Birds of La Jolla

Photographing the birds of La Jolla has become a bit of an annual event for our photo club (the Photo Section of the Sierra Club San Diego Chapter), of which I am the vice president for the 2018/2019 term. Last year we went in late December, this year in mid January.

This is a good time to see birds in their winter or breeding plumage, and in particular the Brandt’s Cormorants, who are nesting right at the cliffs, easily within “reach” of even a moderate telephoto zoom lens (I used my 70-300mm/4.5-5.6 for all of the photos below – it was the only lens I brought).

As I’m reaching a bit more clarity as to what defines the “core” of my photography, I feel these photos are a little bit outside of my main scope. Sharing the photos of these large shorebirds on my personal blog seemed to be a better fit in this instance. I do have bird photos on my website, but they’re of the inhabitants of the chaparral, and nearby Lake Hodges. To me, this separation makes sense (isn’t that the most important part?).  Here they are.

I do have two more photos, over on my main photography website, showing the birds more as a part of the landscape – I think that’s a good distinction of what I want to show where… I’m embedding them here for the sake of completeness (the images link back to my website).

“Cormorant Ridge”

Silhouettes of cormorants and a single pelican in a backlit morning haze line a steep ridge on the cliffs at La Jolla Cove, California. January 2019.
“Cormorant Ridge” — Silhouettes of cormorants and a single pelican in a backlit morning haze line a steep ridge on the cliffs at La Jolla Cove, California. January 2019.

“Preening Point”

Brown pelicans and cormorants in coastal morning haze, preening on a bluff at La Jolla Cove, California. January 2019.
“Preening Point” — Brown pelicans and cormorants in coastal morning haze, preening on a bluff at La Jolla Cove, California. January 2019.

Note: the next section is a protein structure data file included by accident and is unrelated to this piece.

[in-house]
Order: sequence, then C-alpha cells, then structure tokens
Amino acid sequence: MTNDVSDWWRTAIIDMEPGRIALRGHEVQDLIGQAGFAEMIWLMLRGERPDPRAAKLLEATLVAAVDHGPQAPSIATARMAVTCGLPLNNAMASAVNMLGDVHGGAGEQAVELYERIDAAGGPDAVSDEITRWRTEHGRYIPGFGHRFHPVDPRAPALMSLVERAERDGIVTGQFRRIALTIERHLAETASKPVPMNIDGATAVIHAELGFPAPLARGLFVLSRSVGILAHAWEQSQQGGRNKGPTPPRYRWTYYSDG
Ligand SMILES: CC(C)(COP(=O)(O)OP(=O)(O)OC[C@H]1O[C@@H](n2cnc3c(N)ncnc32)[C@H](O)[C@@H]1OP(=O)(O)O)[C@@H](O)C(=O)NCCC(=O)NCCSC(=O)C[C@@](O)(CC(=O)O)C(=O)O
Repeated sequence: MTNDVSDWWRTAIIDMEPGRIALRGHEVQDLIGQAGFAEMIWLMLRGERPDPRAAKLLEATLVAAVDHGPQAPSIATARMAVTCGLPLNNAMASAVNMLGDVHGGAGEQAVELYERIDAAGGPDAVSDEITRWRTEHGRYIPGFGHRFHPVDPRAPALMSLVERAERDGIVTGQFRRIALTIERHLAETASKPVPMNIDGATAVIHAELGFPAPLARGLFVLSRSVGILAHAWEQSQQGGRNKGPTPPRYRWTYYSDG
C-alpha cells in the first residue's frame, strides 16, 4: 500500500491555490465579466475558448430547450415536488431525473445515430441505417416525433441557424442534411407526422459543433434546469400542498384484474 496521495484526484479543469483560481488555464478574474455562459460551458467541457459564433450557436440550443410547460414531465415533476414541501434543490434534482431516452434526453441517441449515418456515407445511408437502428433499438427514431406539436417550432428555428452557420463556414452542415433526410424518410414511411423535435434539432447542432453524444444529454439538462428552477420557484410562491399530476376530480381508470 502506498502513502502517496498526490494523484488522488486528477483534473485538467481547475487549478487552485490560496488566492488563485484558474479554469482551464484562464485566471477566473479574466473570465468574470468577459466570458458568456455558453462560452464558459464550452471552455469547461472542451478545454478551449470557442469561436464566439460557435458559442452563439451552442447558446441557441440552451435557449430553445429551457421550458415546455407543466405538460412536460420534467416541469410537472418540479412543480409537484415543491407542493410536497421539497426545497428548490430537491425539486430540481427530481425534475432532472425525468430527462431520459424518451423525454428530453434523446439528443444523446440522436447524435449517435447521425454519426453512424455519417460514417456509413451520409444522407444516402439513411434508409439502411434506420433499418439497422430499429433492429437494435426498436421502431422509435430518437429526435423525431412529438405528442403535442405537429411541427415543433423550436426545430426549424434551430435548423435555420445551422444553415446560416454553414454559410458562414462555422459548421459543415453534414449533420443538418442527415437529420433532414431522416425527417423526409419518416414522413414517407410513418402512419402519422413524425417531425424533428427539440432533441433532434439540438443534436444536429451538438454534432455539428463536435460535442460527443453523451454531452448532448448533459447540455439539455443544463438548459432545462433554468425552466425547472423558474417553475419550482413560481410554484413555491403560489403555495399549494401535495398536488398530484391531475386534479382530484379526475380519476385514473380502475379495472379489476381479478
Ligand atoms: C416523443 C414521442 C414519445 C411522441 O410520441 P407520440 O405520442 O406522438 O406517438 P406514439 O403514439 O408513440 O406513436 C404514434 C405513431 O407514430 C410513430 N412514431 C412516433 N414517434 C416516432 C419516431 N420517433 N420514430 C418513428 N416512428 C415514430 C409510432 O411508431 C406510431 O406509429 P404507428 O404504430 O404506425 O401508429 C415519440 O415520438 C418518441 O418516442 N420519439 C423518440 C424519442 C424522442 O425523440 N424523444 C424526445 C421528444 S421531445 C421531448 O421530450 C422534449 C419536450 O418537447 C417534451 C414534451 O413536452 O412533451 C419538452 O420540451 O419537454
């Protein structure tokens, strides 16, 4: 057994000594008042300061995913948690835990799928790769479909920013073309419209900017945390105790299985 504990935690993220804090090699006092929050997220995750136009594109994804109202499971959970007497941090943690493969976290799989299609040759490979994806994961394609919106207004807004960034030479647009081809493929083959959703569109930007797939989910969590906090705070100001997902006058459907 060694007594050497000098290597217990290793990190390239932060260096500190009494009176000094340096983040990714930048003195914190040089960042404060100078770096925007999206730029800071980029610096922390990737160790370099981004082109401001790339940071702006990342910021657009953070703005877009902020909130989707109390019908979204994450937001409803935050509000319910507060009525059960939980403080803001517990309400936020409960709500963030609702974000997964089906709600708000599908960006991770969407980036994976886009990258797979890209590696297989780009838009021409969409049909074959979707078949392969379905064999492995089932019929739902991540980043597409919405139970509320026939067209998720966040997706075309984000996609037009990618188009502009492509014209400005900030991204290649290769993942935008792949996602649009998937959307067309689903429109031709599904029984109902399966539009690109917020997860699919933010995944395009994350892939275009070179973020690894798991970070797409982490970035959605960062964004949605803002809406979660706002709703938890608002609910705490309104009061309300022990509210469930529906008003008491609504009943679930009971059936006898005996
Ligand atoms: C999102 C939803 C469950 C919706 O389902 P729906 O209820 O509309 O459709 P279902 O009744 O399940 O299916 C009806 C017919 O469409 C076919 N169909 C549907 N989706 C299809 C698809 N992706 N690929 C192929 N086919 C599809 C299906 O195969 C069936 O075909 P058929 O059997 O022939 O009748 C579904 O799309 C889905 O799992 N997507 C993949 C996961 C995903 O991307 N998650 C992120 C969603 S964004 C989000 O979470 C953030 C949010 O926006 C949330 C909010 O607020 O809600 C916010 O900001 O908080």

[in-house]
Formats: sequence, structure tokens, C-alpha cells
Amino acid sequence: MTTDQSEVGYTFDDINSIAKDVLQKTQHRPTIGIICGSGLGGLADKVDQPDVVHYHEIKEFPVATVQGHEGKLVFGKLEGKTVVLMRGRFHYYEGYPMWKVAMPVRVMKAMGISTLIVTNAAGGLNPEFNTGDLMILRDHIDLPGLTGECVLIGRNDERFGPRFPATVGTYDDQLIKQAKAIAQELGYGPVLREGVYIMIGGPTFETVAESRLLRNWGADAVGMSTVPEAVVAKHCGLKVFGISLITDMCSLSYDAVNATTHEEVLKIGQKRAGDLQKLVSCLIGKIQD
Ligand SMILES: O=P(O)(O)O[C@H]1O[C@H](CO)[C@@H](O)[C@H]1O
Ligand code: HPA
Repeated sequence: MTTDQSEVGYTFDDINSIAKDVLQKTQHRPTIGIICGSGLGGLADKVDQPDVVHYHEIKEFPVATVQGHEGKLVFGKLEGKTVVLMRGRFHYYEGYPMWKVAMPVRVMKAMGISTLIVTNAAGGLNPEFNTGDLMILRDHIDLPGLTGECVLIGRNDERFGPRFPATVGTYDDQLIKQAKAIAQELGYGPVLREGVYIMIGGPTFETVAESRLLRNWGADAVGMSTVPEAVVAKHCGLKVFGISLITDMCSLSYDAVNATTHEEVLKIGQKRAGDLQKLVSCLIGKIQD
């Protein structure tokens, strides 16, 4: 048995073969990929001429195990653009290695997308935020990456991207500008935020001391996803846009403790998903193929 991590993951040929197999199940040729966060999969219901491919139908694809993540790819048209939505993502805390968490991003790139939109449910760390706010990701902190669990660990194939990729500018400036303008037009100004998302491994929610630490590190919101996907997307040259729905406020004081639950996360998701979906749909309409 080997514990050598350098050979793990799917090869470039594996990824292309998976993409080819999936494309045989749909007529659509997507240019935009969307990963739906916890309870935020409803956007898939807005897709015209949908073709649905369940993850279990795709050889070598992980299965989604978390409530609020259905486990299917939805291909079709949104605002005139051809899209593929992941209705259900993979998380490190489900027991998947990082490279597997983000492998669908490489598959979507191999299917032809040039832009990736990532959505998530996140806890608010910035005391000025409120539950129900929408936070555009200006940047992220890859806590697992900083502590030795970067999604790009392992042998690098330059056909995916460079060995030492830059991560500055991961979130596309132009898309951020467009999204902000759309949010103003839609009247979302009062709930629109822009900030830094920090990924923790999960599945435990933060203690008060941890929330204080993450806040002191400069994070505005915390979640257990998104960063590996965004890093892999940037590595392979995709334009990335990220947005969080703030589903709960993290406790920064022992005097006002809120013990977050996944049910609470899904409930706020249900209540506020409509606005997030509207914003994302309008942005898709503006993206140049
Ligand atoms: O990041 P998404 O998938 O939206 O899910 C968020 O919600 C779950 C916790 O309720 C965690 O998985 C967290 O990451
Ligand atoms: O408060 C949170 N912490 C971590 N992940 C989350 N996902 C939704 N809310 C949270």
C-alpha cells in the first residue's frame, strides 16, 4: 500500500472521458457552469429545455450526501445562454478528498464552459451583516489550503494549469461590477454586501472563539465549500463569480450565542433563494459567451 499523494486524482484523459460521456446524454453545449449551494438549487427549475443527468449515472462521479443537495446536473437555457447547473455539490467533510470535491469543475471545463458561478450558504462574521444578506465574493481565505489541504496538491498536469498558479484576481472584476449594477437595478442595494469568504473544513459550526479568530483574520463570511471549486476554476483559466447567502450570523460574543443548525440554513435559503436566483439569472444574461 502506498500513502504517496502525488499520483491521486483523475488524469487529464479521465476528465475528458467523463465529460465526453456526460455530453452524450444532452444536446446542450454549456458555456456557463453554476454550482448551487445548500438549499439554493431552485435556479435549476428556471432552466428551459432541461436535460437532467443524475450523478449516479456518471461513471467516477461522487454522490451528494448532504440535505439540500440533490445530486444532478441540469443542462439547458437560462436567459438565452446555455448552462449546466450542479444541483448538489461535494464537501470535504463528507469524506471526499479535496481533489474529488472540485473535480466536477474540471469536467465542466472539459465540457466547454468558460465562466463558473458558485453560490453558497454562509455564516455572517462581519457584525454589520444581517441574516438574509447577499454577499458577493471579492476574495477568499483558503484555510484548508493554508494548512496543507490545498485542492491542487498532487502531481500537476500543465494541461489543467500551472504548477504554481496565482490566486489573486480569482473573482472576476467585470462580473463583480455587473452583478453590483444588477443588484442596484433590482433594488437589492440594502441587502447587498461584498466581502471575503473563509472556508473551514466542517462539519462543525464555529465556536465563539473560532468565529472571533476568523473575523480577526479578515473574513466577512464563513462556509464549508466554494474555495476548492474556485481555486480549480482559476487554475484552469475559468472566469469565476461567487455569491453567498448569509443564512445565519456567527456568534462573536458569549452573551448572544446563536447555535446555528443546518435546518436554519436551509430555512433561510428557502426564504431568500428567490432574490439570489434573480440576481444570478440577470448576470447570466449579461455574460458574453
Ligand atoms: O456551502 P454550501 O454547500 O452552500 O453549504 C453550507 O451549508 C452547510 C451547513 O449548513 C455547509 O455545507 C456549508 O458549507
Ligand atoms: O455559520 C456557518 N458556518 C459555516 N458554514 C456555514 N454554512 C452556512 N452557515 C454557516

If you like to use any of these photos, for whatever reason, please read my page about image usage. Thanks.

7 thoughts on “Birds of La Jolla

  1. I, for one, enjoy the photos, in either context. The ridge, in particular, is really beautiful. That light!

    Liked by 1 person

  2. What fun, so many different looks in these photos. The juvie Brown pelican is like a contortionist, and so finely rendered. The Heerman’s and pelican – wow that’s a strange, strange look. I guess some compression due to the lens maybe increased the flatness? I love what that does, it just takes the image into a different realm. For more traditional bird photos, the cormorants napping on their nests is just superb! The details and colors in the nest, the subtle sheen on the feathers, the odd shapes the birds make, all wonderful. And I love the last photo, again for the way you caught the feathers, without intensifying that sheen, just keeping it quietly beautiful. Of course seeing the eggs makes a viewer happy, too!
    When I clicked on the embedded photos, the first one was not a landscape, it was vertical – to me anyway. But of what a beauty that is, no matter how it’s oriented, that fog is fantastic.

    Liked by 1 person

    1. Thank you, Lynn for your wonderful feedback! The cormorant photos are a good example of what we’ve been talking about with regards to brightness, and how I learned through printing my photos that less is more. 🙂

      I guess I need to rephrase that “landscape oriented” paragraph. I mean “birds in the landscape”, as opposed to more photographed up close. 🙂 Sorry about the confusion!

      Like

      1. Ah, I thought you were talking about landscape orientation, as in, horizontal, vs. portrait or vertical orientation. I like seeing both birds in context and close-up “portraits” of them, and you have both here.

        Liked by 1 person

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